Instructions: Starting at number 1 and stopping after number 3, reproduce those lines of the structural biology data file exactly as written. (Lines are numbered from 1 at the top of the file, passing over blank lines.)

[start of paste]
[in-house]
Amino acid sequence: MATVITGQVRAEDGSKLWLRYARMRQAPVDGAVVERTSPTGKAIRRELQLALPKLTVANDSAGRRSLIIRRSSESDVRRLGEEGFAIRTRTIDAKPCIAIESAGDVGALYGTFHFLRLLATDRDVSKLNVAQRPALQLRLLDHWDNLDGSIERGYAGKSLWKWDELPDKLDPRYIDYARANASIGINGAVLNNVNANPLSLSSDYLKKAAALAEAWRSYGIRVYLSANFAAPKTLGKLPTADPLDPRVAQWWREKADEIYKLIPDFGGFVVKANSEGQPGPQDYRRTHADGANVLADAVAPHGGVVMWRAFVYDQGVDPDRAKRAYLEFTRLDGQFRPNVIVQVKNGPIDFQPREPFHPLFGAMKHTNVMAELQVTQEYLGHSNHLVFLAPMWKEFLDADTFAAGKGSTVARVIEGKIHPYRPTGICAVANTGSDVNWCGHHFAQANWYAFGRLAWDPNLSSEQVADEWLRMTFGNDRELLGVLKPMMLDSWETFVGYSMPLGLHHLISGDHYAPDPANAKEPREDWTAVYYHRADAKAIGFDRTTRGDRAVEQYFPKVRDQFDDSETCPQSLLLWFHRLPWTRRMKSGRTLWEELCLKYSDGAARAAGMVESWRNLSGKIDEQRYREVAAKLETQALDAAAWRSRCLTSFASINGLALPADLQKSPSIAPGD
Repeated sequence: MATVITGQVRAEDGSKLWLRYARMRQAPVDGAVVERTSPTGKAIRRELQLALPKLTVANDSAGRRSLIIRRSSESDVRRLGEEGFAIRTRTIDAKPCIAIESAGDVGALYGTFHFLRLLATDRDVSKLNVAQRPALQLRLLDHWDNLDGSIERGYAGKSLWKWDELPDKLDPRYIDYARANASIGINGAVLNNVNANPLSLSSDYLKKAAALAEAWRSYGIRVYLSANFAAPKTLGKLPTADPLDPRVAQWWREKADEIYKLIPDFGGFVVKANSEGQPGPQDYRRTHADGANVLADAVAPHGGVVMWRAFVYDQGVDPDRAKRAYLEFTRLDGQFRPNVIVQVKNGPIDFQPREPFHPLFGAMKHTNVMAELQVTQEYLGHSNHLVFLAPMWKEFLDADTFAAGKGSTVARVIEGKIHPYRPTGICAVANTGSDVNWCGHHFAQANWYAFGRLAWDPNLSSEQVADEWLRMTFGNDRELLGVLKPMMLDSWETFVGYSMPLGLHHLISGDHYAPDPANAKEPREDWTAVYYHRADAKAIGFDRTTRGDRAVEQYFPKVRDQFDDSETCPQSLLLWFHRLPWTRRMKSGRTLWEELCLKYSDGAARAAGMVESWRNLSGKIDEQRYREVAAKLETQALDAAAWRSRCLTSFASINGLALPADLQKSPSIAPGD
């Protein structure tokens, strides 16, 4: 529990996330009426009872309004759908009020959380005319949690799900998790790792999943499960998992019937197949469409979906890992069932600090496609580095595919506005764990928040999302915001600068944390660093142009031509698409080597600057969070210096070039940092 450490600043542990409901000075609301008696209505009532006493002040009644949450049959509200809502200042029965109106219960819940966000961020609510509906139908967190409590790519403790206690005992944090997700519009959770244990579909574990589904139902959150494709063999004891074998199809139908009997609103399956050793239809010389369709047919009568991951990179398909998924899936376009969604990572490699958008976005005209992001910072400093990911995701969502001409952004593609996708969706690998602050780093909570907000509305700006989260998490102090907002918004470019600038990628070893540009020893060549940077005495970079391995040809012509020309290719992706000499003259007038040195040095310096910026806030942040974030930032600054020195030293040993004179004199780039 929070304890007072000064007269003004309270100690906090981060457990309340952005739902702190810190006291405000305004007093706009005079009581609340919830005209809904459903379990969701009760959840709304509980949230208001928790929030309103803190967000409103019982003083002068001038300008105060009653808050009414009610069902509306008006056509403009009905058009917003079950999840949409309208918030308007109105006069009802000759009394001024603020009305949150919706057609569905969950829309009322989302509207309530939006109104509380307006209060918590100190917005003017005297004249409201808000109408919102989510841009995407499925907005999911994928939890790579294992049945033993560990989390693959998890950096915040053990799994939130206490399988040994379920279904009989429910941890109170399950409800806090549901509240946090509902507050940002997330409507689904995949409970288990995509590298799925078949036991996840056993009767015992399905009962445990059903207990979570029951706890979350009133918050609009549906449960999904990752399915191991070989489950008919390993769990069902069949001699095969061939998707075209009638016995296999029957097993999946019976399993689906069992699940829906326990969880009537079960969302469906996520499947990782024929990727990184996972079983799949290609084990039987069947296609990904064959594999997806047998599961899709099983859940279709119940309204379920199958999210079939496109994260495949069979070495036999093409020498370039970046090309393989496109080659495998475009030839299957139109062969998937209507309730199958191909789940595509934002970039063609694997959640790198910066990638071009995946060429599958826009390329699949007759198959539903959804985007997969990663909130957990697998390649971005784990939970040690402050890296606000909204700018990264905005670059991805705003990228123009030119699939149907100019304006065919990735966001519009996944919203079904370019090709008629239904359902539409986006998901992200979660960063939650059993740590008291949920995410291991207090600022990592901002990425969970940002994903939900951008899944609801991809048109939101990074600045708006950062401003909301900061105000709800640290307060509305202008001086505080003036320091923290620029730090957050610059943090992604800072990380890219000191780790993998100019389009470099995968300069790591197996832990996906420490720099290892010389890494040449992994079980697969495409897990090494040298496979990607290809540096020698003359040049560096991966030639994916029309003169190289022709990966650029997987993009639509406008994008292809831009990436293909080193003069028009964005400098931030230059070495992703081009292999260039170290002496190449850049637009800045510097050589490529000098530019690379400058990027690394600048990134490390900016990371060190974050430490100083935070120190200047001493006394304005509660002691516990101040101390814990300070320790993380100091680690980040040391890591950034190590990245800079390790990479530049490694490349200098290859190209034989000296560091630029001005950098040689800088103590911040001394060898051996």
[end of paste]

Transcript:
[in-house]
Amino acid sequence: MATVITGQVRAEDGSKLWLRYARMRQAPVDGAVVERTSPTGKAIRRELQLALPKLTVANDSAGRRSLIIRRSSESDVRRLGEEGFAIRTRTIDAKPCIAIESAGDVGALYGTFHFLRLLATDRDVSKLNVAQRPALQLRLLDHWDNLDGSIERGYAGKSLWKWDELPDKLDPRYIDYARANASIGINGAVLNNVNANPLSLSSDYLKKAAALAEAWRSYGIRVYLSANFAAPKTLGKLPTADPLDPRVAQWWREKADEIYKLIPDFGGFVVKANSEGQPGPQDYRRTHADGANVLADAVAPHGGVVMWRAFVYDQGVDPDRAKRAYLEFTRLDGQFRPNVIVQVKNGPIDFQPREPFHPLFGAMKHTNVMAELQVTQEYLGHSNHLVFLAPMWKEFLDADTFAAGKGSTVARVIEGKIHPYRPTGICAVANTGSDVNWCGHHFAQANWYAFGRLAWDPNLSSEQVADEWLRMTFGNDRELLGVLKPMMLDSWETFVGYSMPLGLHHLISGDHYAPDPANAKEPREDWTAVYYHRADAKAIGFDRTTRGDRAVEQYFPKVRDQFDDSETCPQSLLLWFHRLPWTRRMKSGRTLWEELCLKYSDGAARAAGMVESWRNLSGKIDEQRYREVAAKLETQALDAAAWRSRCLTSFASINGLALPADLQKSPSIAPGD
Repeated sequence: MATVITGQVRAEDGSKLWLRYARMRQAPVDGAVVERTSPTGKAIRRELQLALPKLTVANDSAGRRSLIIRRSSESDVRRLGEEGFAIRTRTIDAKPCIAIESAGDVGALYGTFHFLRLLATDRDVSKLNVAQRPALQLRLLDHWDNLDGSIERGYAGKSLWKWDELPDKLDPRYIDYARANASIGINGAVLNNVNANPLSLSSDYLKKAAALAEAWRSYGIRVYLSANFAAPKTLGKLPTADPLDPRVAQWWREKADEIYKLIPDFGGFVVKANSEGQPGPQDYRRTHADGANVLADAVAPHGGVVMWRAFVYDQGVDPDRAKRAYLEFTRLDGQFRPNVIVQVKNGPIDFQPREPFHPLFGAMKHTNVMAELQVTQEYLGHSNHLVFLAPMWKEFLDADTFAAGKGSTVARVIEGKIHPYRPTGICAVANTGSDVNWCGHHFAQANWYAFGRLAWDPNLSSEQVADEWLRMTFGNDRELLGVLKPMMLDSWETFVGYSMPLGLHHLISGDHYAPDPANAKEPREDWTAVYYHRADAKAIGFDRTTRGDRAVEQYFPKVRDQFDDSETCPQSLLLWFHRLPWTRRMKSGRTLWEELCLKYSDGAARAAGMVESWRNLSGKIDEQRYREVAAKLETQALDAAAWRSRCLTSFASINGLALPADLQKSPSIAPGD